CX Daily: It's Off to U.S. Prison for Patrick Ho
Hong Kong ex-official sent to prison in U.S. for bribery linked to embattled CEFC
A former Hong Kong official has been sentenced to three years in prison and fined $400,000 for bribing African officials on behalf of a major Chinese energy conglomerate, the U.S. Department of Justice announced Monday.
Patrick Ho, the former head of the Hong Kong Home Affairs Bureau, on Monday was sentenced in U.S. District Court for the Southern District of New York for paying millions of dollars in bribes to top officials in Chad and Uganda, the statement said.
Ho made the bribes in exchange for business favors for CEFC China Energy Co. Ltd. while using a U.S.-based nongovernmental organization to hide his criminal intentions.
Ho’s crimes are another blow to the embattled CEFC, which has had a turbulent time since its founder and former chairman Ye Jianming was placed under investigation and then stepped down last year. Since then, CEFC has missed payments on nearly 2.1 billion yuan ($329 million) of bonds, and has seen its deal to take a $9.1 billion stake in Russian oil major Rosneft fall apart, forcing the Chinese company to pay $257 million in compensation to the would-be sellers.
FINANCE & ECONOMICS
China's securities regulator has banned most institutional investors from using multiple accounts to make offline bids for newly issued convertible bonds. Photo: VCG
Regulator closes loophole in hot corner of bond market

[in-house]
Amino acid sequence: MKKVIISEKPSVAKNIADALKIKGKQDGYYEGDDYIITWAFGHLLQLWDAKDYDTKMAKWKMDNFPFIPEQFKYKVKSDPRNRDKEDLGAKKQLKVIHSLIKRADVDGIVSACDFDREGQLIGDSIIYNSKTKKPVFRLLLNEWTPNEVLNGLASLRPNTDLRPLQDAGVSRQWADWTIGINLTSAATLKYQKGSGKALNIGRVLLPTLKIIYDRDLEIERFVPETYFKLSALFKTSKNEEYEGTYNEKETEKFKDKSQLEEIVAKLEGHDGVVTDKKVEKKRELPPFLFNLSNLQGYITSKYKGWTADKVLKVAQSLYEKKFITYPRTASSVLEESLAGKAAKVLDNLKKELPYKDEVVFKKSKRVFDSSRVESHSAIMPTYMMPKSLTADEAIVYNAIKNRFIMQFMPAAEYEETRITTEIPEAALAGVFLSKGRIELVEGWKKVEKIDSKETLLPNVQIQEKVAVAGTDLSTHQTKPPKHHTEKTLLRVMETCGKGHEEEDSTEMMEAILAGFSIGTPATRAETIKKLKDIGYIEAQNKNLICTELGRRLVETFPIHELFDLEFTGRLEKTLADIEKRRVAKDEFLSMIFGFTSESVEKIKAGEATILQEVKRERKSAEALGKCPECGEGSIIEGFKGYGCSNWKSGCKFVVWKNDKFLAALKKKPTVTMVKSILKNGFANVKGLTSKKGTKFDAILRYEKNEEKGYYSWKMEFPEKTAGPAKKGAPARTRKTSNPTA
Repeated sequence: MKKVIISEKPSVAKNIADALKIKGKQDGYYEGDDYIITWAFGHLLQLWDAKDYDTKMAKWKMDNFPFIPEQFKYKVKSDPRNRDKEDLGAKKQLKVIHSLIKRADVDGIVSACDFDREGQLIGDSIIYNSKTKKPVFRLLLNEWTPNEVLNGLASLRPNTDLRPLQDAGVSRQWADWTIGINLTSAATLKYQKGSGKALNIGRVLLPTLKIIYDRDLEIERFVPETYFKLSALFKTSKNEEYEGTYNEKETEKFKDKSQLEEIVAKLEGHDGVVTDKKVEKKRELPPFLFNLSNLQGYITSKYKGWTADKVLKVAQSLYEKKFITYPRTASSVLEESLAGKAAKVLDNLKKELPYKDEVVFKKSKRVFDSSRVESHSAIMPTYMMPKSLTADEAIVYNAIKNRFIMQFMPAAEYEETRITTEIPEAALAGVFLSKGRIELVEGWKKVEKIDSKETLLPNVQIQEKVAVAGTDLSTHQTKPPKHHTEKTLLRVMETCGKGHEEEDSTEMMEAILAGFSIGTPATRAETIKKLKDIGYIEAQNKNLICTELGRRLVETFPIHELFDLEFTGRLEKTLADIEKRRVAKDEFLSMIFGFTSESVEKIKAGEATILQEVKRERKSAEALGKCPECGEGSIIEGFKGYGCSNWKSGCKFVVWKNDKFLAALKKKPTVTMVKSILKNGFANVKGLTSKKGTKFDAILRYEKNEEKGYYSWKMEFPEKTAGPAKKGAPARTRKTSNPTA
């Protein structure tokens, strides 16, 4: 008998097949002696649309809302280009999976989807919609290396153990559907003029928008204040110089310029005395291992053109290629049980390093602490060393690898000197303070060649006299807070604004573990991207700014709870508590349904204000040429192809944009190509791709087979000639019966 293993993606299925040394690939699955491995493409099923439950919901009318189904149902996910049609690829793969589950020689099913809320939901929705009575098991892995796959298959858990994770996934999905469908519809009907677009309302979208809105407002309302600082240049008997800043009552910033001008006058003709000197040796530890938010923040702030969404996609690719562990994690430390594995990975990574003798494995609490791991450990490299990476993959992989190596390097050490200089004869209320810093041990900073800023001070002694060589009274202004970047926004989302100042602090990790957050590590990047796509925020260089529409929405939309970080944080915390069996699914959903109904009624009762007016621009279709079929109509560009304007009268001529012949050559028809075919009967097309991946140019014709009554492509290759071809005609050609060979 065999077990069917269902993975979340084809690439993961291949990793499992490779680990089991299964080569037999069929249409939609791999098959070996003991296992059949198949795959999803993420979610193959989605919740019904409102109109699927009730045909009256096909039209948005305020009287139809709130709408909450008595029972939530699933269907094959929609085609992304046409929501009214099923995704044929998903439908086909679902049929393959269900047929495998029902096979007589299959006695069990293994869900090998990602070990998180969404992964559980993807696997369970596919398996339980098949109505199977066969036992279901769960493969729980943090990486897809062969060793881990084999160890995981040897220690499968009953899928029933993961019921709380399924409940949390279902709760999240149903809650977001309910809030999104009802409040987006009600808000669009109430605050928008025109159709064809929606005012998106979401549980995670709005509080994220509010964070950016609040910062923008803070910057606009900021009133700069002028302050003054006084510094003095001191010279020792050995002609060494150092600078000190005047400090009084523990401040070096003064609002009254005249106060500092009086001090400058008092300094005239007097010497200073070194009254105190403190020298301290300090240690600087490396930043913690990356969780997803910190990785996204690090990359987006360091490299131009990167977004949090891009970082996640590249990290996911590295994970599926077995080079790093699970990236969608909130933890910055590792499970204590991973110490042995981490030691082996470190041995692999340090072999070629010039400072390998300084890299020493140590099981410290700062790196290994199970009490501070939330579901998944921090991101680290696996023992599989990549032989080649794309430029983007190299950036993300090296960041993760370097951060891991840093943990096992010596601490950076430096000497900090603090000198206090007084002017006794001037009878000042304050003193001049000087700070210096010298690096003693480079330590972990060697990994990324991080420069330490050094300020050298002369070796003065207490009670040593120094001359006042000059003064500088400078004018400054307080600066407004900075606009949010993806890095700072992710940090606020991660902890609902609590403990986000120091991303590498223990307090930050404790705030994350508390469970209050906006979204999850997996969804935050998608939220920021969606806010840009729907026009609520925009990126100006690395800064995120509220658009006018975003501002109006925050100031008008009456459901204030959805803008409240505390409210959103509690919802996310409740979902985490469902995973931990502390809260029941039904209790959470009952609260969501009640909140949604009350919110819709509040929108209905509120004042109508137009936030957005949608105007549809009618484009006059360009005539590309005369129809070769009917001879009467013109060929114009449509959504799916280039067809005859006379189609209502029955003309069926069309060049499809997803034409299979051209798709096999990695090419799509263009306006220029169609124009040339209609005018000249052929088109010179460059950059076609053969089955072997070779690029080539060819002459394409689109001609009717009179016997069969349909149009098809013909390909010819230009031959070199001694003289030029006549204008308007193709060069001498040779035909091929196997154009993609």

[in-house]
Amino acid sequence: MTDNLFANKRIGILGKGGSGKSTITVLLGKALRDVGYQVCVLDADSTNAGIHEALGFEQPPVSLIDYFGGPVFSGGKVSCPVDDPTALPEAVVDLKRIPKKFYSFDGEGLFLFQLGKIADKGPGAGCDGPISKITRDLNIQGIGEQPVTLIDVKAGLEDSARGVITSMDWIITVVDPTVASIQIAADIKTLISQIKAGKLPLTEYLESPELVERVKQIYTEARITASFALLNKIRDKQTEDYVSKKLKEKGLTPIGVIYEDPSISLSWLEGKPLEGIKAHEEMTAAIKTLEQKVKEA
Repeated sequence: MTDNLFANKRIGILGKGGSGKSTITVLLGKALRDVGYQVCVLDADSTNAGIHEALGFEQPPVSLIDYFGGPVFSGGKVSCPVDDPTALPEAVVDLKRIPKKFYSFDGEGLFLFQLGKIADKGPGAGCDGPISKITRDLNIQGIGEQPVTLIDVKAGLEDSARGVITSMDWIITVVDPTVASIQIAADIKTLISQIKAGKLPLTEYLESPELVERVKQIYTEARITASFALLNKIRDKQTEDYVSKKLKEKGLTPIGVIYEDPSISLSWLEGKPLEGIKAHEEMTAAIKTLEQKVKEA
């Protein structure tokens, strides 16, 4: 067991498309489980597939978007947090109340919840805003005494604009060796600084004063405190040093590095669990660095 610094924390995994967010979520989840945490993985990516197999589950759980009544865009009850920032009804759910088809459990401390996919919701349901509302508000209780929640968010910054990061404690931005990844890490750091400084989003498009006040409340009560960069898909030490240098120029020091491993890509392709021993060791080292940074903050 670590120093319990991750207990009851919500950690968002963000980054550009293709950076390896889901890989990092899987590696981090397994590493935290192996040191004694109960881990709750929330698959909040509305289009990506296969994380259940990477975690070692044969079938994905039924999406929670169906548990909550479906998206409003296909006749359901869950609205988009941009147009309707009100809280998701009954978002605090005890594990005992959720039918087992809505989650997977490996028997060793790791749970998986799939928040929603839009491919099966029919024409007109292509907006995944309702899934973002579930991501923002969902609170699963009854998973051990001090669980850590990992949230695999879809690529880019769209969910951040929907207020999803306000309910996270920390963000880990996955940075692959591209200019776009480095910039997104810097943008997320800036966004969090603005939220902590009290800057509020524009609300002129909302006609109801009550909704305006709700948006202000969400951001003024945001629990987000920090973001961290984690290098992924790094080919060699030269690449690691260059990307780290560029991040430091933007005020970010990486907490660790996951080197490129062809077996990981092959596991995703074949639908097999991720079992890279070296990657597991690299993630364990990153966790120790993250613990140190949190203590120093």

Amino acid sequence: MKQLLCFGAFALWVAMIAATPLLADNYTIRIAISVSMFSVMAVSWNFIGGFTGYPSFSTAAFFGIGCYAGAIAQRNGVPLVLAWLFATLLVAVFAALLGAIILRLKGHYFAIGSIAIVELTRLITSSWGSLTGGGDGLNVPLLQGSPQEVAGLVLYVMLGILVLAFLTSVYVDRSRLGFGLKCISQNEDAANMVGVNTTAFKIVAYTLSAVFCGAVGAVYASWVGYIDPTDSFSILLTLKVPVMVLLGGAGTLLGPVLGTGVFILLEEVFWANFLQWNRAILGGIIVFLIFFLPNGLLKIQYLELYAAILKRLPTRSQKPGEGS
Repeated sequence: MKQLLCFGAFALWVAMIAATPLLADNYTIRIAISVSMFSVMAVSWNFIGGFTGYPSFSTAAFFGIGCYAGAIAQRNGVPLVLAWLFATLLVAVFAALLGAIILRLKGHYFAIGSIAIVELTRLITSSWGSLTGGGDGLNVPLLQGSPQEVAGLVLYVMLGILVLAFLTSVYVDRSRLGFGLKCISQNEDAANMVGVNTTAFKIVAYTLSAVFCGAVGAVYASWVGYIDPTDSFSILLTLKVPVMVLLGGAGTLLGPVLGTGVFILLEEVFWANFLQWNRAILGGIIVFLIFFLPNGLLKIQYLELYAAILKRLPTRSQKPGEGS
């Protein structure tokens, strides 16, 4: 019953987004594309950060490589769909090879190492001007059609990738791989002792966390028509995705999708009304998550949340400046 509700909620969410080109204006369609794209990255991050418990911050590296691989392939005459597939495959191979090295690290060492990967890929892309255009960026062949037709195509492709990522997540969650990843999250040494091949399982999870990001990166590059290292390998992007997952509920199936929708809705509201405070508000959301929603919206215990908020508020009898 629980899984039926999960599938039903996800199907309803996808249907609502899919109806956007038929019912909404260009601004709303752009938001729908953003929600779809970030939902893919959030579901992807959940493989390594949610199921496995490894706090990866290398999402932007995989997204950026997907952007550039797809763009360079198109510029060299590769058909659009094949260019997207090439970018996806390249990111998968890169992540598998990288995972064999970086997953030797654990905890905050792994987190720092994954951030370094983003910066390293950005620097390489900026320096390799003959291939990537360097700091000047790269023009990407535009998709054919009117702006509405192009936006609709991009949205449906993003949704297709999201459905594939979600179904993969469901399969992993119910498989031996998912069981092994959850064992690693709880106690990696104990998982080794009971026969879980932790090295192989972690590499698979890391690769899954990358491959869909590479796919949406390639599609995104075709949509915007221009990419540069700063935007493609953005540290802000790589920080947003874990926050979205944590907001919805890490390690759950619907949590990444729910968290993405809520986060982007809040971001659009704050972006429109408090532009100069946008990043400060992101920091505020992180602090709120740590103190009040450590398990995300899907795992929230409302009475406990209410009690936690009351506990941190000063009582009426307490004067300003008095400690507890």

Most institutional investors will no longer be allowed to use multiple securities accounts to bid on newly issued convertible bonds in offline auctions, China’s securities regulator announced.
The change closes a loophole in securities rules that had given certain types of investors an advantage over competitors in investing in convertible bonds, a type of security that the holder can convert into shares of the issuing company. It has become one of the hottest corners of the securities market this year.
Exclusive: China’s social security fund chief Lou Jiwei retires
Lou Jiwei, an outspoken former finance minister who has headed China’s 2 trillion yuan ($297 billion) social security fund since 2016, has retired from the post, we've learned.
Lou, 68, will be replaced by 58-year-old Liu Wei, a vice minister of finance, according to an internal announcement Monday at the National Council for Social Security Fund, which manages China’s national pension fund, which amounted 2.2 trillion yuan by the end of 2017.
China’s sovereign wealth fund to invest in French companies
China Investment Corp., the country’s sovereign wealth fund, will set up an industrial cooperation fund worth between 1 billion euros and 1.5 billion euros ($1.7 billion) along with French bank BNP Paribas and private equity firm Eurazeo, people familiar with the matter told us.
The fund will invest in French companies demonstrating potential in Chinese markets, sources said. Sources close to China Investment Corp. said the fund aims to establish a cross-border ecosystem involving governments, industry players, financial institutions and third-party service providers.
Quick hits /
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Editorial: Governance of SOEs must adapt to the new international situation
Trump has scant power to bring manufacturing jobs back to the U.S., Chinese minister says
Merchants Bank exposed to $414 million investment loss in U.K.